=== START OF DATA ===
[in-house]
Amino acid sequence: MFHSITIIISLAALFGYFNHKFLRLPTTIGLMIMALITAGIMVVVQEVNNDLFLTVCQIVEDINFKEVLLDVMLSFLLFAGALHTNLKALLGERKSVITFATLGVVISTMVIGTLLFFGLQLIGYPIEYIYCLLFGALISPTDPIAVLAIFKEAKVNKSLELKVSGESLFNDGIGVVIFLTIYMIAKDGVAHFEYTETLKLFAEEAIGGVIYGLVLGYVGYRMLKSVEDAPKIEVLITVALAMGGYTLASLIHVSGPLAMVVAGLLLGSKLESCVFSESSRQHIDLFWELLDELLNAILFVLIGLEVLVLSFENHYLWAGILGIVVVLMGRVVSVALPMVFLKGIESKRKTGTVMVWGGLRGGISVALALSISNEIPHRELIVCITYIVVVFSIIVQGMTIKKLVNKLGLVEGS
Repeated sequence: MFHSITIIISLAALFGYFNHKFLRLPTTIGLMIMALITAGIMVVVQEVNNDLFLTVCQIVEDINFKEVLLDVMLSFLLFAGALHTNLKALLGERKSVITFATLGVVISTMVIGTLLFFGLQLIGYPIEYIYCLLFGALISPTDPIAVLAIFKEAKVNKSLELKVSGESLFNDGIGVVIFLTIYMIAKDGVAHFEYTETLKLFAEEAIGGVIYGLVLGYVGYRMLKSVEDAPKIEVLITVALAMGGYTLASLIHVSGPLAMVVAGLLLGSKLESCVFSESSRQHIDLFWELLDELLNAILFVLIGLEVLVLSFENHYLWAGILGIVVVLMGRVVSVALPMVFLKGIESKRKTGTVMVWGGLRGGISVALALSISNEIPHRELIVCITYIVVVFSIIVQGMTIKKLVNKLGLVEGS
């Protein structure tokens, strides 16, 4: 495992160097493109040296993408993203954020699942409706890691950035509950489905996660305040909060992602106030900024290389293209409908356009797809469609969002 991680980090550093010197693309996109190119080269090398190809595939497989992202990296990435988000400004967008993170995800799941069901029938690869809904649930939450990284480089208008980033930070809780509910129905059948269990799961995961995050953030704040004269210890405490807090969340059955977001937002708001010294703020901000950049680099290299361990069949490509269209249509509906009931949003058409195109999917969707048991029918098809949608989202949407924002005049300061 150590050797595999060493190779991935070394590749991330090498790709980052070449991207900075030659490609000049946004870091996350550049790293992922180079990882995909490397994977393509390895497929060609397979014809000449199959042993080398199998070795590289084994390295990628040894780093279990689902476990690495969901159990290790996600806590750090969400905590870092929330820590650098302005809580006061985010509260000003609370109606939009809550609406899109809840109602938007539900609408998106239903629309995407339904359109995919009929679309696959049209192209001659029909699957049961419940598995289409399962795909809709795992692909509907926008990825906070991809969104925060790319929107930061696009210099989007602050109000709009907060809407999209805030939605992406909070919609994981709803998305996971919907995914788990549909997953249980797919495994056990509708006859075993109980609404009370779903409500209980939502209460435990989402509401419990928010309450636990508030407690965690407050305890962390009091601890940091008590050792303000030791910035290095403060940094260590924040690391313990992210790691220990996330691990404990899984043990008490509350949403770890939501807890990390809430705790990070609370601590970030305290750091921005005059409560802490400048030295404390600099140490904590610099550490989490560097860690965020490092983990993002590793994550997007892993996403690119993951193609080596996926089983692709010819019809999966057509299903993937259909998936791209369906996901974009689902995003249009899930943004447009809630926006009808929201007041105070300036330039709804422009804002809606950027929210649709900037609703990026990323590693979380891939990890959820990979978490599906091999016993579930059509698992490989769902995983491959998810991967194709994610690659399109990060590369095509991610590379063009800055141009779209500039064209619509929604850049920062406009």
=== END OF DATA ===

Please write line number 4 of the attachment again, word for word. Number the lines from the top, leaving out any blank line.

């Protein structure tokens, strides 16, 4: 495992160097493109040296993408993203954020699942409706890691950035509950489905996660305040909060992602106030900024290389293209409908356009797809469609969002 991680980090550093010197693309996109190119080269090398190809595939497989992202990296990435988000400004967008993170995800799941069901029938690869809904649930939450990284480089208008980033930070809780509910129905059948269990799961995961995050953030704040004269210890405490807090969340059955977001937002708001010294703020901000950049680099290299361990069949490509269209249509509906009931949003058409195109999917969707048991029918098809949608989202949407924002005049300061 150590050797595999060493190779991935070394590749991330090498790709980052070449991207900075030659490609000049946004870091996350550049790293992922180079990882995909490397994977393509390895497929060609397979014809000449199959042993080398199998070795590289084994390295990628040894780093279990689902476990690495969901159990290790996600806590750090969400905590870092929330820590650098302005809580006061985010509260000003609370109606939009809550609406899109809840109602938007539900609408998106239903629309995407339904359109995919009929679309696959049209192209001659029909699957049961419940598995289409399962795909809709795992692909509907926008990825906070991809969104925060790319929107930061696009210099989007602050109000709009907060809407999209805030939605992406909070919609994981709803998305996971919907995914788990549909997953249980797919495994056990509708006859075993109980609404009370779903409500209980939502209460435990989402509401419990928010309450636990508030407690965690407050305890962390009091601890940091008590050792303000030791910035290095403060940094260590924040690391313990992210790691220990996330691990404990899984043990008490509350949403770890939501807890990390809430705790990070609370601590970030305290750091921005005059409560802490400048030295404390600099140490904590610099550490989490560097860690965020490092983990993002590793994550997007892993996403690119993951193609080596996926089983692709010819019809999966057509299903993937259909998936791209369906996901974009689902995003249009899930943004447009809630926006009808929201007041105070300036330039709804422009804002809606950027929210649709900037609703990026990323590693979380891939990890959820990979978490599906091999016993579930059509698992490989769902995983491959998810991967194709994610690659399109990060590369095509991610590379063009800055141009779209500039064209619509929604850049920062406009």